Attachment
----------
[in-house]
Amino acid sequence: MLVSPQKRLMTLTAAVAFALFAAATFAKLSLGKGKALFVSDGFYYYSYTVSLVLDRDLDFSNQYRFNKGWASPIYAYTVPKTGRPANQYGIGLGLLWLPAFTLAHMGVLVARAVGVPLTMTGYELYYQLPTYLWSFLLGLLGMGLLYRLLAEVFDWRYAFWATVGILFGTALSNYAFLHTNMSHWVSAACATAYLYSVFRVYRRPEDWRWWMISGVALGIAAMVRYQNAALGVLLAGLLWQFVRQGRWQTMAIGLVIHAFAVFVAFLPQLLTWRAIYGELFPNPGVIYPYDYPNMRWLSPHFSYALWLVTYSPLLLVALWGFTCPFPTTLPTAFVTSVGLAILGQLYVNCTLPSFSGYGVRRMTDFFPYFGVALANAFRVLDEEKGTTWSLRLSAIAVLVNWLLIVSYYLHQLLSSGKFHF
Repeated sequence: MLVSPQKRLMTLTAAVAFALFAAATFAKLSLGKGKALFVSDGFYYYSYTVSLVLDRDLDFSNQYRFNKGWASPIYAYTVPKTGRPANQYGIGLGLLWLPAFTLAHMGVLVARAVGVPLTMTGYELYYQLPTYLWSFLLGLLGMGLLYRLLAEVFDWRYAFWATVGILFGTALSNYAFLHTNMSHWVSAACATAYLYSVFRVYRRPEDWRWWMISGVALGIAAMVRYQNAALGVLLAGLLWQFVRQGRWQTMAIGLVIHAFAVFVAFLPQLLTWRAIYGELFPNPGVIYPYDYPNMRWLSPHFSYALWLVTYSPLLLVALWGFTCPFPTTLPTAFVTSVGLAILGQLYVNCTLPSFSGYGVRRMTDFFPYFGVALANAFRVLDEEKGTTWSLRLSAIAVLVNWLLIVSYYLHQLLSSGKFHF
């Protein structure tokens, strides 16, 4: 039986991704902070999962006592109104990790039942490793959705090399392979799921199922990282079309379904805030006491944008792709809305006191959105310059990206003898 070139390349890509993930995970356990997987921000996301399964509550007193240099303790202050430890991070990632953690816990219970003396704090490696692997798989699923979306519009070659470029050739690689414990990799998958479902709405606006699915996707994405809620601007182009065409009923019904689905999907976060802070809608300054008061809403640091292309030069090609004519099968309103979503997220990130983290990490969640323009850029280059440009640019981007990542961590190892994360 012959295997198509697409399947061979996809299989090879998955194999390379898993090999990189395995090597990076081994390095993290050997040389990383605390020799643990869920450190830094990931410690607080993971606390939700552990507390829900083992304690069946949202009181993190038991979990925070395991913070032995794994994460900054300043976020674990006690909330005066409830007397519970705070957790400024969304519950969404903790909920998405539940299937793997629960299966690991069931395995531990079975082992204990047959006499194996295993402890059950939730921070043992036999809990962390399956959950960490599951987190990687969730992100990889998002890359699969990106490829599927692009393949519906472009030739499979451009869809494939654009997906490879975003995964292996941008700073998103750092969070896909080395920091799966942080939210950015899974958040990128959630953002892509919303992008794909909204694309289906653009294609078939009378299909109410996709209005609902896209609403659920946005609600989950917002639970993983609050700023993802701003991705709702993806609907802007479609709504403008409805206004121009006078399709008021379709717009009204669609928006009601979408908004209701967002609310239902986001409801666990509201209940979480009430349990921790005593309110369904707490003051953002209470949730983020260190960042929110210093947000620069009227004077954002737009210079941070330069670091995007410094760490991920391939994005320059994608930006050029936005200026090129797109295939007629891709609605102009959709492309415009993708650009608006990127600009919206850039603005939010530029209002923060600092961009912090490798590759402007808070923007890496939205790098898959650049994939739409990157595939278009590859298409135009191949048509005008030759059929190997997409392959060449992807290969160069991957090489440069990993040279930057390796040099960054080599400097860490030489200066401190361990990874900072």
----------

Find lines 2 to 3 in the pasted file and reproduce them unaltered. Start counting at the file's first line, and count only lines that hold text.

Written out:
Amino acid sequence: MLVSPQKRLMTLTAAVAFALFAAATFAKLSLGKGKALFVSDGFYYYSYTVSLVLDRDLDFSNQYRFNKGWASPIYAYTVPKTGRPANQYGIGLGLLWLPAFTLAHMGVLVARAVGVPLTMTGYELYYQLPTYLWSFLLGLLGMGLLYRLLAEVFDWRYAFWATVGILFGTALSNYAFLHTNMSHWVSAACATAYLYSVFRVYRRPEDWRWWMISGVALGIAAMVRYQNAALGVLLAGLLWQFVRQGRWQTMAIGLVIHAFAVFVAFLPQLLTWRAIYGELFPNPGVIYPYDYPNMRWLSPHFSYALWLVTYSPLLLVALWGFTCPFPTTLPTAFVTSVGLAILGQLYVNCTLPSFSGYGVRRMTDFFPYFGVALANAFRVLDEEKGTTWSLRLSAIAVLVNWLLIVSYYLHQLLSSGKFHF
Repeated sequence: MLVSPQKRLMTLTAAVAFALFAAATFAKLSLGKGKALFVSDGFYYYSYTVSLVLDRDLDFSNQYRFNKGWASPIYAYTVPKTGRPANQYGIGLGLLWLPAFTLAHMGVLVARAVGVPLTMTGYELYYQLPTYLWSFLLGLLGMGLLYRLLAEVFDWRYAFWATVGILFGTALSNYAFLHTNMSHWVSAACATAYLYSVFRVYRRPEDWRWWMISGVALGIAAMVRYQNAALGVLLAGLLWQFVRQGRWQTMAIGLVIHAFAVFVAFLPQLLTWRAIYGELFPNPGVIYPYDYPNMRWLSPHFSYALWLVTYSPLLLVALWGFTCPFPTTLPTAFVTSVGLAILGQLYVNCTLPSFSGYGVRRMTDFFPYFGVALANAFRVLDEEKGTTWSLRLSAIAVLVNWLLIVSYYLHQLLSSGKFHF